Those squares I'd shown all neatly cut a few posts ago? When I finally began arranging them I decided they were awful: too big and clumsy to go with the hand-pieced medallion of tiny shapes at the centre of the quilt. So I reduced every single one of them to be a 1½" square. The fabric wastage of doing so was hideous, but it felt like more of a waste to ruin a quilt with my badly thought out design. The above photo shows some of the new miniature squares sewn in place and I'm really happy with the scale of them - they feel jewel-like where my bigger squares felt clumsy. They're a random mix of whole squares, half-square triangles, plain Oakshott fabrics and Liberty Tana lawn prints, but given some order by being arranged by colour and divided by plain white squares. All of the squares are set on point.
I took the photo above this morning and it shows all my things set up ready for a day of sewing. When I posted the photo on Instagram, Deb asked what the little plastic templates are that seem to feature in a lot of my photos. I'd never thought to write about them as I've had them for several years and they're just a part of my everyday sewing paraphernalia, but actually they really do deserve a mention as I use them all the time and they're really very wonderful.
They're made by Clover, whose products I find to be consistently innovative, well-made and inexpensive. You can use these templates just like you would with a perspex template, although you perhaps need to show them a little more care as if you're rotary cutting in the manner of wild beast, as one is occasionally prone to do, you can cut off slithers of the plastic. However, I like that the border is exactly 1/4" and not transparent, so you can see exactly what the piece you've centred beneath it will look like with the seam allowance obscured from view - they're great for fussy cutting. I use a 1/4" foot on my machine when I sew, so I never need to mark on seam allowances, but these templates are fantastic for those who do.
Each pack features several shapes - this one contains squares, diamonds, triangles and an octagon, but you can also get more hexagon-centric sets. I bought mine locally, but I was fairly sure that The Eclectic Maker might sell them too (as they offer a good selection of Clover products) and they did.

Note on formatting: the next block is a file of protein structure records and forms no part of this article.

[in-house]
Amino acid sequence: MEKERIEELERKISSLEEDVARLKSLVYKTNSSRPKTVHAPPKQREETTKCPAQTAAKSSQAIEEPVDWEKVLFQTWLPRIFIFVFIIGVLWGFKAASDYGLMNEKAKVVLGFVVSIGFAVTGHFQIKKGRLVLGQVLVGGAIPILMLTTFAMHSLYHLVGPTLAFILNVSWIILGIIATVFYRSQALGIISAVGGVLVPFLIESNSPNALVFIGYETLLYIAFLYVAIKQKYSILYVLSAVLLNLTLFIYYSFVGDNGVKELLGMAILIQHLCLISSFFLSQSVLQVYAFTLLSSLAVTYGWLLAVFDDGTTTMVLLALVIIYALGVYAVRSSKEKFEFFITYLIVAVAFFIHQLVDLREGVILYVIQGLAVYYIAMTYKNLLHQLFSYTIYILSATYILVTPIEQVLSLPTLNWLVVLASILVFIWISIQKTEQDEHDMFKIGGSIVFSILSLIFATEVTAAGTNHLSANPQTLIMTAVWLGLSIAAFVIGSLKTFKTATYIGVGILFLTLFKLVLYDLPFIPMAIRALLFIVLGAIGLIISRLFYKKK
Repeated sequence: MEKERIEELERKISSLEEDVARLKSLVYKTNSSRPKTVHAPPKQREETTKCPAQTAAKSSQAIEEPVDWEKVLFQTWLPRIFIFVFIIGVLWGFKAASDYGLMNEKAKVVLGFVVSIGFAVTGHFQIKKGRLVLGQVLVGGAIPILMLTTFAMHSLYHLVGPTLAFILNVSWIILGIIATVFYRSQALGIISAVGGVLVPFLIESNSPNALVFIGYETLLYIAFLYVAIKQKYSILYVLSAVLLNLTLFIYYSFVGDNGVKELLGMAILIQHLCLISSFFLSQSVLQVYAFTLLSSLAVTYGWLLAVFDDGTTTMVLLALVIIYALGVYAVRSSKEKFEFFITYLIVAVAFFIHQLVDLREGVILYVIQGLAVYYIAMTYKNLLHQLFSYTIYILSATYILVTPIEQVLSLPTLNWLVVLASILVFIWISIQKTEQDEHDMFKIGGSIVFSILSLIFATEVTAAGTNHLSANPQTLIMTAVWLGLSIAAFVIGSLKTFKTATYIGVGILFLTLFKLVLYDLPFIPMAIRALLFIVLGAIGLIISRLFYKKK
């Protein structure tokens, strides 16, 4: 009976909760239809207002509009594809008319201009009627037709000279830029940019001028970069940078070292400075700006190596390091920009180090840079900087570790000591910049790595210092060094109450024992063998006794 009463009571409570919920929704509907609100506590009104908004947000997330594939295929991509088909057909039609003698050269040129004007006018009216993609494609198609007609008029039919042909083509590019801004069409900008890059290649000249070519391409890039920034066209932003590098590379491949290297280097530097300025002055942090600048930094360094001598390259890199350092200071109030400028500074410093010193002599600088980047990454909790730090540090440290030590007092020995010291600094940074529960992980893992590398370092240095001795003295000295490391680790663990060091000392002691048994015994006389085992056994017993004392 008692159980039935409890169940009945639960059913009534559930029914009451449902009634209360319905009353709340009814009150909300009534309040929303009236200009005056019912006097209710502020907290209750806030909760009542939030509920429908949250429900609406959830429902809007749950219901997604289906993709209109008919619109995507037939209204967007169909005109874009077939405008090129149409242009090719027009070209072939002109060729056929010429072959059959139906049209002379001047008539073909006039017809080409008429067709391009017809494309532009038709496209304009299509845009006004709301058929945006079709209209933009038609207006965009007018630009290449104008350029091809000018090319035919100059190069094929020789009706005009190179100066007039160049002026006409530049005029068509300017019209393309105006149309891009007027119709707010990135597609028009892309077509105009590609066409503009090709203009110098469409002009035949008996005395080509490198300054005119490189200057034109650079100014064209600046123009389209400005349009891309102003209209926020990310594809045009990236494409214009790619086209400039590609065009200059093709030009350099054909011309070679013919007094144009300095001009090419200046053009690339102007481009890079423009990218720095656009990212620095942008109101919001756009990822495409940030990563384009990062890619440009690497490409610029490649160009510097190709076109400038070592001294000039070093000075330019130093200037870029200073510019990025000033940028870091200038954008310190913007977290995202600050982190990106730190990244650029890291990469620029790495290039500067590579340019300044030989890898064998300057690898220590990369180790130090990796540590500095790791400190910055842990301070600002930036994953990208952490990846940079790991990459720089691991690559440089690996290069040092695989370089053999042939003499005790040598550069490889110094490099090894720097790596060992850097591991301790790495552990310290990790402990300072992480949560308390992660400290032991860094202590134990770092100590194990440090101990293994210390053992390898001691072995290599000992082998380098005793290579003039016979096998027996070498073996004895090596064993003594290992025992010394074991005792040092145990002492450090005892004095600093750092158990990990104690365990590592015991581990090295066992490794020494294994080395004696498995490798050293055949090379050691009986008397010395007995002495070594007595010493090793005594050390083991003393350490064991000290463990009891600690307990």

In an impressive display of multi-tasking, as I've written this post I've also bought the hexagon set and while I was there I replaced my favourite ever seam ripper (also by Clover) which I broke last year. It's got a wonderfully ergonomic-feeling handle and feels sturdy and good quality (it only broke because I moved my chair onto it and then sat on it...it was a Goldilocks moment, but without the blond hair...or the stealing...I may have internally wept in a fashion akin to Baby Bear when I witnessed the broken quick-unpick though). I also popped a 28mm Clover rotary cutter into my basket as I'm finding that I'm working with increasingly small pieces and running a 45mm cutter over the fabric can feel like I'm ploughing through the fabric with a combine harvester when a lawn-mower would have sufficed*. I usually use an Omnigrid cutter, so I'm excited to see what the Clover version is like: I'll report back. Lawks, what an unexpected haberdashery spree.
And now a question for you, quilters. When you're marking out a quilt design of intricate twists and turns and a Hera marker won't do the job, what do you use for marking your quilt? This quilt will have a lot of white areas, so I'm looking for something that won't permanently mark the fabric, but will keep the lines I've traced reliably in place until I'm ready for them to go. Any suggestions?
* I may be mixing agricultural terms horribly there, but I never claimed to be a farm girl, so I'm fine with that. Can one plough with a combine harvester? I'm thinking possibly not.